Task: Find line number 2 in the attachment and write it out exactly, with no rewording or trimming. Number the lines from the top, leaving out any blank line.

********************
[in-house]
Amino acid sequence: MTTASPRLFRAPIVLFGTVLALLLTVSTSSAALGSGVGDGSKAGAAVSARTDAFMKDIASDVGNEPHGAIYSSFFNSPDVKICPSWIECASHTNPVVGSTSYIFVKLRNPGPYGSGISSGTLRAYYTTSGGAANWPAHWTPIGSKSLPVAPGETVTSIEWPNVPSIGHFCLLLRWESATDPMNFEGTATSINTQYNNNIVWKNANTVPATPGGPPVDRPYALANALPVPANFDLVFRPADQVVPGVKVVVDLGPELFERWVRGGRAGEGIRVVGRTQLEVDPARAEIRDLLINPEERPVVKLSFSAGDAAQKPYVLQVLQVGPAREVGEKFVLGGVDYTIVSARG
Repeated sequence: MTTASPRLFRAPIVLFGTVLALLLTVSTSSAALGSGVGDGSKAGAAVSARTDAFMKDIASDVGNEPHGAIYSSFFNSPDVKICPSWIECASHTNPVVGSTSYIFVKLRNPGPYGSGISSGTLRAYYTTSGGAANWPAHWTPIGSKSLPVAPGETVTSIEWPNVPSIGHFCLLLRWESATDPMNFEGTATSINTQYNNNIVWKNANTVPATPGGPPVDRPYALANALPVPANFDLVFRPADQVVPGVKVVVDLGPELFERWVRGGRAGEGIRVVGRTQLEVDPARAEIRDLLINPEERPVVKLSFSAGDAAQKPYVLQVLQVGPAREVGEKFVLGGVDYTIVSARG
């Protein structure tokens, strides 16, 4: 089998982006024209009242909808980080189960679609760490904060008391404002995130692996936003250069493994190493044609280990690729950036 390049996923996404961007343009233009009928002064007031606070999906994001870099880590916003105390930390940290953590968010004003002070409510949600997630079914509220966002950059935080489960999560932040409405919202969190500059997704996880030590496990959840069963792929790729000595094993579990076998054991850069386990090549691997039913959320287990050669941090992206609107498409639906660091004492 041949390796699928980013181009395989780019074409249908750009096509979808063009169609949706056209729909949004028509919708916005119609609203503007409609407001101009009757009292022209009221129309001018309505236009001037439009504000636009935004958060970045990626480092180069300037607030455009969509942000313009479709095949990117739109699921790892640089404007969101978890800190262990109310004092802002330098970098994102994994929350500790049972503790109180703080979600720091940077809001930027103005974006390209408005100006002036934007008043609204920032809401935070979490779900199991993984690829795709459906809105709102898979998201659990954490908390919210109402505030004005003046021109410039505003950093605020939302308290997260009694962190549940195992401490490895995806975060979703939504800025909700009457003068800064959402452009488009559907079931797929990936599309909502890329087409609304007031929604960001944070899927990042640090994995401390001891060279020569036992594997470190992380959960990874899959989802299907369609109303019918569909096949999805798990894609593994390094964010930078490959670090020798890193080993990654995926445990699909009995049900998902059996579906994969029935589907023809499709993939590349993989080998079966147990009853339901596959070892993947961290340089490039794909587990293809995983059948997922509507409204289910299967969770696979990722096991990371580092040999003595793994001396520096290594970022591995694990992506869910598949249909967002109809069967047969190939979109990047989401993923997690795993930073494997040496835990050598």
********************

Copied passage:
Amino acid sequence: MTTASPRLFRAPIVLFGTVLALLLTVSTSSAALGSGVGDGSKAGAAVSARTDAFMKDIASDVGNEPHGAIYSSFFNSPDVKICPSWIECASHTNPVVGSTSYIFVKLRNPGPYGSGISSGTLRAYYTTSGGAANWPAHWTPIGSKSLPVAPGETVTSIEWPNVPSIGHFCLLLRWESATDPMNFEGTATSINTQYNNNIVWKNANTVPATPGGPPVDRPYALANALPVPANFDLVFRPADQVVPGVKVVVDLGPELFERWVRGGRAGEGIRVVGRTQLEVDPARAEIRDLLINPEERPVVKLSFSAGDAAQKPYVLQVLQVGPAREVGEKFVLGGVDYTIVSARG